Evolution of plants; part 1.

As you are no doubt aware,the plant kingdom is split up into different groups and these are based on similarities and differences but largely represent an evolutionary line, so that some groups are more primitive and others more advanced.

I think it is interesting to know something about these groups, especially to have some idea as to the relationships between them. Over the years much effort has been put into classification and even with modern DNA analysis there is still much to be discovered and argued about. Part of the problem is that the species alive today originated many years ago and present day species do not represent a continuous line of evolution. Important links have become extinct and even fossil records may not have been found or even exist. There would have been common ancestors which may well have died out and even with the addition of fossil evidence there are still ‘missing links’ so that a generalised view is possible but some gaps exist and a few of these gaps are quite large.

Before we start, if you click on the highlighted text which is in red then it will take you through to a page specifically about that subject.

Roughly speaking we can split the plant kingdom into  groups.

Algae, these are quite primitive and largely aquatic but having said that some like the ‘brown seaweeds’ have developed to a reasonably complex level. This is one of our largest  brown seaweeds called Laminaria digitata  also sometimes called Oarweed.

 

 

 

 

Bryophytes, these are the most primitive of land plants and are represented by two groups, one we have all heard of – the mosses, and another group that are maybe less familiar called liverworts. It is likely that the Bryophytes evolved from some distant algal ancestor but there are no obvious intermediates or fossils to back this up. The light green plants in the center are Liverworts and the darker green are mosses.

 

 

Pteridophytes,  Pterido sounds primitive, like pterodactyl, although Pterido  is Greek for fern. These are a group of plants which reached their peak in the Carboniferous period, but are still quite common, but less dominant, today. The main group that everyone has heard of is the Ferns, and these are the most primitive of the group.

There are others which whilst  not so common and less familiar are non the less quite important in providing a nice evolutionary time line from this group through to the next group called the Spermatophytes. They are the Horsetails,  Sellaginellas, and Lycopodiums or Club mosses.

However what is not really known is the link between Bryophytes and Pteridophytes. There are some similarities but there are no intermediate forms suggesting that they were both derived from a common ancestral group but that was way back and it could be that they both evolved from some advanced form of algae.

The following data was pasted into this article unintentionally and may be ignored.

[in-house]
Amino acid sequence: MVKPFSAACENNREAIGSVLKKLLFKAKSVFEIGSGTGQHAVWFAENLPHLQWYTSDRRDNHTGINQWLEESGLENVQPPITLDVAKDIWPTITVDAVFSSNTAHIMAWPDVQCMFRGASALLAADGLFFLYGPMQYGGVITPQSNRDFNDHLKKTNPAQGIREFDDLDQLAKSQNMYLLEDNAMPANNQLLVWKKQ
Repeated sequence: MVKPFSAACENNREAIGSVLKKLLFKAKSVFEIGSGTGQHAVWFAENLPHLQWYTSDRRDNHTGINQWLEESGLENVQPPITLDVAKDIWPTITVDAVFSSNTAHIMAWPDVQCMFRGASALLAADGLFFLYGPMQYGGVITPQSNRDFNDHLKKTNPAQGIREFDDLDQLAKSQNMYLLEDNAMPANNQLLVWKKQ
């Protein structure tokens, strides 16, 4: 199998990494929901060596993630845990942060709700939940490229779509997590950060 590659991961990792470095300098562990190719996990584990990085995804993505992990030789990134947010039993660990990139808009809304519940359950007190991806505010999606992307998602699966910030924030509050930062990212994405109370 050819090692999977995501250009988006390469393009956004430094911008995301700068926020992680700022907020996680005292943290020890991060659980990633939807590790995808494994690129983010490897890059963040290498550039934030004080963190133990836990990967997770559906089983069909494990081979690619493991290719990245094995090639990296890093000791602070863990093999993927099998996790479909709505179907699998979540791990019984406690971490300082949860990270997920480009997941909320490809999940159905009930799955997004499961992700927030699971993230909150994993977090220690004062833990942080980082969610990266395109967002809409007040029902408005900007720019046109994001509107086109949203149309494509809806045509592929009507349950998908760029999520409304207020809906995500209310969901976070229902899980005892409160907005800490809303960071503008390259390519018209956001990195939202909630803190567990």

Spermatophytes, not to do with sperm, but from the Greek for seed and then phyte for plant so plants that produce seeds.  This huge and advanced group all produce seeds, whereas the previous groups all produced spores. The lineage is fairly easy to follow and the most advanced Pteridophytes show many similarities with the most primitive Spermatophytes called the Cycads, and the Ginkgo Tree.  After these species the group is split into two major sub groups, known as the Gymnosperms and Angiosperms. Putting it more simply, the conifers and the flowering plants. But getting back to the scientific names, Gymno means naked so the seeds do not have a coating. and Angio means flask so the seeds are contained and protected in a container.

Please be aware that the flowering plants represent a huge group which includes many plants that a non botanist might not recognise as having ‘flowers’, ie all the grasses, sedges and rushes, which do flower and they give me hay fever from their pollen, but their flowers are not pretty. The other vast group are the trees and bushes which are wind pollinated like Oak, Ash, Beech and Hazel, to name just a few.

The flowering plants are the pinnacle of evolutionary development, at the moment , however I assume this is not the end point of evolution, unless the world goes bang tomorrow. Evolution has always occurred and no doubt will continue.  In several million years there will probably still be flowering plants growing on earth but rather like the ferns of today they may well be a small surviving population, the future representatives of what is here today. Possibly from what we know of evolution the flowering plants will not necessarily develop into the next new plant group, in the same way that mosses did not evolve directly into ferns. Rather there will be some ancestor of the flowering plants which will branch out and develop some new and successful features so that the Attenboroughs of the distant future will look back and say ‘Yes, some form of Cycad was responsible for the development of today’s dominant species and the flowering plants were just an off shot of evolutionary development….. Who knows?

PS I realise that in several million years humans and thus Attenborough’s will probably be extinct and some new animal species will rule. Having said that Attenborough seems to be going on for ever so it could be him.

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